4. Windows Phone: This is still a minority platform. Its fate seems yet to be sealed. Microsoft has been slow to gain partners other than Nokia and even those who have embraced Windows Phone in markets like India or SE Asia have experienced very slow sales. It is yet to be seen whether Microsoft can advance the platform by chasing the low end of the smartphone market. Given the extremely low installed base of Windows Phone, and the slow sales, it remains hard to be optimistic on the platform.

Apple has a monopoly on iOS. Market share is up for grabs should they be creative with pricing and services offered. Android OEMs will battle it out quarter after quarter and we will see if loyalty to a brand can be established in Android the way it is with iOS. What is clear is different strategies and opportunities are emerging in different regions. What is working in the US is not working in China but rather something different entirely is a success in China. The same is true of India, and early evidence suggest regionally focused strategies are going to also work in Brazil and Indonesia.

It is fascinating to watch a market in real time where there is so much at stake, yet so little is actually settled.

Next article on Tablet computing platform market shares.

Apple Earnings: iPad Struggles and iTunes Revenue Importance

There were several interesting narratives out of Apple’s earnings report yesterday. The most glaring, and most confusing to many, was the struggles of the iPad. I’ll return to that in a moment. The Mac surprised many, but should not have surprised our readers. I wrote this in December of last year, and I explained the PCs upside in 2014. The PC will remain steady but we are still nowhere near the eventual bottom of annual cycles. We are seeing a refresh, mostly by corporations and education, and Apple, like many vendors, is positioned to capitalize on the upside. In an upcoming Insider post, I’ll layout why I think the Mac is actually a strong growth story for Apple.

But the iPad remains an important narrative. The tablet market is functioning exactly like the typical PC market. Therefore, our deep knowledge of PC cycles helps us understand the tablet market. There is one difference though and it is a significant one which has led to many to misunderstand the tablet market.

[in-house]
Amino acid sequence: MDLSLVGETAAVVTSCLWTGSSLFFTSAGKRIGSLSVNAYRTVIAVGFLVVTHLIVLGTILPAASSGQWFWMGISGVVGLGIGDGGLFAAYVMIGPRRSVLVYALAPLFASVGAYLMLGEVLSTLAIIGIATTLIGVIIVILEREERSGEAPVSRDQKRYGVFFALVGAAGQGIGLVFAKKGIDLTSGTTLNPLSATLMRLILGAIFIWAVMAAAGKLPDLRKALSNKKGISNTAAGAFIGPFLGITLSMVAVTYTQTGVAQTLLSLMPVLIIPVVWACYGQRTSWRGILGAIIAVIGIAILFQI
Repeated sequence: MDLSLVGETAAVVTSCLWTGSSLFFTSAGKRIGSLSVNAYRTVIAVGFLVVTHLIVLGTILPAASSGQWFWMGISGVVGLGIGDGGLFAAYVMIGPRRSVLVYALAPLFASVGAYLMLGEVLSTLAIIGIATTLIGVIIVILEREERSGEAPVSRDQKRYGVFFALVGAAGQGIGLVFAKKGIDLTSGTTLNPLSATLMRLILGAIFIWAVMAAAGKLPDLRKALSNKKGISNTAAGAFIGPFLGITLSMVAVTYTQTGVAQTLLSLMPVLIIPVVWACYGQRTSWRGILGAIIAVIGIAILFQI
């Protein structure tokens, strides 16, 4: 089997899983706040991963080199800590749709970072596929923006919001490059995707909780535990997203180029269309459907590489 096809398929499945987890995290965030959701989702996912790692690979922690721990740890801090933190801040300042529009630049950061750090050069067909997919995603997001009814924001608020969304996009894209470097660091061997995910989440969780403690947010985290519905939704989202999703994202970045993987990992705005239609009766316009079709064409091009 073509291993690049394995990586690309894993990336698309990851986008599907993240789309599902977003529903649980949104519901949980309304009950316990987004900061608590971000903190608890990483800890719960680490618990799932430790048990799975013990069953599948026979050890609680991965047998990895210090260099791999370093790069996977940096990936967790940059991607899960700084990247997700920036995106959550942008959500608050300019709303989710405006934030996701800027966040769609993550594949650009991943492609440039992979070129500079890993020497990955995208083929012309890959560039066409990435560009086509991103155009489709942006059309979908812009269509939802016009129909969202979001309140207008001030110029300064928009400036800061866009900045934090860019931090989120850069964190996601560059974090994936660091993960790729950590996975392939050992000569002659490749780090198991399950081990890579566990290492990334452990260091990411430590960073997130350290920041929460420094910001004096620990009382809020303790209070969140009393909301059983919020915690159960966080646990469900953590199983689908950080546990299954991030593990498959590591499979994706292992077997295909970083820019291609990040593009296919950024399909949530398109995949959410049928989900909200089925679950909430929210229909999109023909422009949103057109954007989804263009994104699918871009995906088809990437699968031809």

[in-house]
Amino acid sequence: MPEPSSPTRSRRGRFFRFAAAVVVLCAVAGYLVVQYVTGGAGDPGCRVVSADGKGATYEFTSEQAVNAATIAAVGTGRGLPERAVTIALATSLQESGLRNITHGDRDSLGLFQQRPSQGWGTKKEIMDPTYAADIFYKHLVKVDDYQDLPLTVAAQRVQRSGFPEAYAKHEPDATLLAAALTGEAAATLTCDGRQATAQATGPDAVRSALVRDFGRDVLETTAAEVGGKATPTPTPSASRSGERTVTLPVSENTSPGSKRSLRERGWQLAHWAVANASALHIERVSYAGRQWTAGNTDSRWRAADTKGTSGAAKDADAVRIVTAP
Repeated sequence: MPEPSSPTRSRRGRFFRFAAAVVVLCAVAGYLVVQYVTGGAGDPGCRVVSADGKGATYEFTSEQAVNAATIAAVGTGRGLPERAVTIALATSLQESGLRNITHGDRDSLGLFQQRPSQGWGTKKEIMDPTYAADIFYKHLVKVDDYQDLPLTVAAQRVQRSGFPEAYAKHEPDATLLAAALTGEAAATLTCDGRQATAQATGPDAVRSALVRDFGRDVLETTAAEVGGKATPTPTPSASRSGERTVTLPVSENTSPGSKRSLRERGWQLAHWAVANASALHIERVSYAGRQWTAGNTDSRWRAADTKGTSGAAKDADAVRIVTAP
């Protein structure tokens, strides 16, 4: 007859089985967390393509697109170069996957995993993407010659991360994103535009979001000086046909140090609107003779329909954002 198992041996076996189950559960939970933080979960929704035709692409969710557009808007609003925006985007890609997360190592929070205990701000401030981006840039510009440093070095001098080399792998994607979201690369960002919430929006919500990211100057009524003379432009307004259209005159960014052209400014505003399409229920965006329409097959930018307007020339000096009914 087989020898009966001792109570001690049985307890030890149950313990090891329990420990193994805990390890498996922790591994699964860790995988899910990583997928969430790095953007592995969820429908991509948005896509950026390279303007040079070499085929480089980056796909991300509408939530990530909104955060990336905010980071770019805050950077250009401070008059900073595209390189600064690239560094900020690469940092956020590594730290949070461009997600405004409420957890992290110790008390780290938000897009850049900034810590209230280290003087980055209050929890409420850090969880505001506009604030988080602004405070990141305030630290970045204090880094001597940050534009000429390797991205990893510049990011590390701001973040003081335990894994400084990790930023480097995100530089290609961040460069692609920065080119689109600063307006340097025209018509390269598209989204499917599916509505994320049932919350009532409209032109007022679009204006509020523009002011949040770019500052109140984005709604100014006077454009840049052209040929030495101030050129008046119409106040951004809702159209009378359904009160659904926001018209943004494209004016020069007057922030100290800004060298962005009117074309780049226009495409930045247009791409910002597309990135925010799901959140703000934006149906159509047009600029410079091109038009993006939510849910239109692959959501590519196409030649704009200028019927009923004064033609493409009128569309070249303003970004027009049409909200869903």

The tablet is still the fastest adopted technology in our industry history. Take a look at my install base estimates broken down by device.

Screen Shot 2014-07-23 at 8.52.00 AM

Despite what you conclude about tablets, for a category which began in 2010, garnering 22% of the estimated current installed base is impressive. What gets lost is the speed in which this category grew.

Screen Shot 2014-07-23 at 8.56.59 AM

It could be argued the iPad hit the perfect storm of lagging PC cycles, the mainstream’s desire for simplified computing paradigms vs complicated ones (the PC), and the Windows 8 debacle, all of which accelerated the adoption of the category. This burst led many to conclude the size of the tablet market was much larger than it actually is — potentially billions in annual unit shipments. Our forecasts were never that aggressive. While we believe the tablet market will remain a healthy segment, it will also be segmented. Segmentation will be what influences the total size of the tablet market.

With regard to iPad sales slowing, several things need to be mentioned. The first is the iPad had been experiencing solid growth in education and, to a degree, still is. However, new competition in the Chromebook has arisen for Apple in the education market. Every Chromebook manufacturer we speak with highlights to us they can not make enough to meet demand. Google announced they had sold one million Chromebooks to education in the second quarter, and the Chromebook segment is on pace to sell more than 5m units in 2014. While the iPad does more than double that number per quarter, the rising challenge of the Chromebook could be a factor in Apple’s education sector for iPads.